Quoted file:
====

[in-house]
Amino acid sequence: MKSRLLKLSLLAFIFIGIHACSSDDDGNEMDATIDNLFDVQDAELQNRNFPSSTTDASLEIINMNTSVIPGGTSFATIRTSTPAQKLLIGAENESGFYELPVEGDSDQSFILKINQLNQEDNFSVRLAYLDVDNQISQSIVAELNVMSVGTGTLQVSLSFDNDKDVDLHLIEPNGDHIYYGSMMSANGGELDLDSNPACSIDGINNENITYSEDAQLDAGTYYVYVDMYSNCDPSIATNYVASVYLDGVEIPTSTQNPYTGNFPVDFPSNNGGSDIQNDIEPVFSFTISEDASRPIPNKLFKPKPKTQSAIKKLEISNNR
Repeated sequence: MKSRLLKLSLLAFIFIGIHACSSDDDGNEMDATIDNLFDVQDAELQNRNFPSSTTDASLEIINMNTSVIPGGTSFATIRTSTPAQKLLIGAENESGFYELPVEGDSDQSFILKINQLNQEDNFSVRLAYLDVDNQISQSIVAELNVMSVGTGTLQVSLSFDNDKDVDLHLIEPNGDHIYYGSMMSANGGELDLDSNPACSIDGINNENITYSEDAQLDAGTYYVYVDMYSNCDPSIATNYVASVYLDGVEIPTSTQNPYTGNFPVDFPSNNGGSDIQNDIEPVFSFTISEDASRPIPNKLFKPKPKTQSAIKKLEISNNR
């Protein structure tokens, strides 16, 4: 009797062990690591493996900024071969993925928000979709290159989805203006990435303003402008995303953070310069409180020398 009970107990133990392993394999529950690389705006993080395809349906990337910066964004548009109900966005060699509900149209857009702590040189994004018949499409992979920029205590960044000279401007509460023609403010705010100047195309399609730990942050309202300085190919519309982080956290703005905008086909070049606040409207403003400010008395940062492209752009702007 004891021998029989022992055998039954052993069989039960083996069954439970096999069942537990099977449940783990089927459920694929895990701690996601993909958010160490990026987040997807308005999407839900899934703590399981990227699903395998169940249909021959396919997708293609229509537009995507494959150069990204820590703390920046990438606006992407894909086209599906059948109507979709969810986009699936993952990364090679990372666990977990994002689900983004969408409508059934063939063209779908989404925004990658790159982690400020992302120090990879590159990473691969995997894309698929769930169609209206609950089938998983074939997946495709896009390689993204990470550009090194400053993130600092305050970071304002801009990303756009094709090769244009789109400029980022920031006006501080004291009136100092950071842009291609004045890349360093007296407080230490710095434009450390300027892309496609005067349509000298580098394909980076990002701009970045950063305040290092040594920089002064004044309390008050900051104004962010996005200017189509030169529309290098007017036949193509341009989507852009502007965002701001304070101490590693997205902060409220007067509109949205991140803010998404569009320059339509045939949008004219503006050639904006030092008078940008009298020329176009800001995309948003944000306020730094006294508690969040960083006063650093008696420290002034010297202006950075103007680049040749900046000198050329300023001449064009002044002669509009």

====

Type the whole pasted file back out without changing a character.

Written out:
[in-house]
Amino acid sequence: MKSRLLKLSLLAFIFIGIHACSSDDDGNEMDATIDNLFDVQDAELQNRNFPSSTTDASLEIINMNTSVIPGGTSFATIRTSTPAQKLLIGAENESGFYELPVEGDSDQSFILKINQLNQEDNFSVRLAYLDVDNQISQSIVAELNVMSVGTGTLQVSLSFDNDKDVDLHLIEPNGDHIYYGSMMSANGGELDLDSNPACSIDGINNENITYSEDAQLDAGTYYVYVDMYSNCDPSIATNYVASVYLDGVEIPTSTQNPYTGNFPVDFPSNNGGSDIQNDIEPVFSFTISEDASRPIPNKLFKPKPKTQSAIKKLEISNNR
Repeated sequence: MKSRLLKLSLLAFIFIGIHACSSDDDGNEMDATIDNLFDVQDAELQNRNFPSSTTDASLEIINMNTSVIPGGTSFATIRTSTPAQKLLIGAENESGFYELPVEGDSDQSFILKINQLNQEDNFSVRLAYLDVDNQISQSIVAELNVMSVGTGTLQVSLSFDNDKDVDLHLIEPNGDHIYYGSMMSANGGELDLDSNPACSIDGINNENITYSEDAQLDAGTYYVYVDMYSNCDPSIATNYVASVYLDGVEIPTSTQNPYTGNFPVDFPSNNGGSDIQNDIEPVFSFTISEDASRPIPNKLFKPKPKTQSAIKKLEISNNR
């Protein structure tokens, strides 16, 4: 009797062990690591493996900024071969993925928000979709290159989805203006990435303003402008995303953070310069409180020398 009970107990133990392993394999529950690389705006993080395809349906990337910066964004548009109900966005060699509900149209857009702590040189994004018949499409992979920029205590960044000279401007509460023609403010705010100047195309399609730990942050309202300085190919519309982080956290703005905008086909070049606040409207403003400010008395940062492209752009702007 004891021998029989022992055998039954052993069989039960083996069954439970096999069942537990099977449940783990089927459920694929895990701690996601993909958010160490990026987040997807308005999407839900899934703590399981990227699903395998169940249909021959396919997708293609229509537009995507494959150069990204820590703390920046990438606006992407894909086209599906059948109507979709969810986009699936993952990364090679990372666990977990994002689900983004969408409508059934063939063209779908989404925004990658790159982690400020992302120090990879590159990473691969995997894309698929769930169609209206609950089938998983074939997946495709896009390689993204990470550009090194400053993130600092305050970071304002801009990303756009094709090769244009789109400029980022920031006006501080004291009136100092950071842009291609004045890349360093007296407080230490710095434009450390300027892309496609005067349509000298580098394909980076990002701009970045950063305040290092040594920089002064004044309390008050900051104004962010996005200017189509030169529309290098007017036949193509341009989507852009502007965002701001304070101490590693997205902060409220007067509109949205991140803010998404569009320059339509045939949008004219503006050639904006030092008078940008009298020329176009800001995309948003944000306020730094006294508690969040960083006063650093008696420290002034010297202006950075103007680049040749900046000198050329300023001449064009002044002669509009």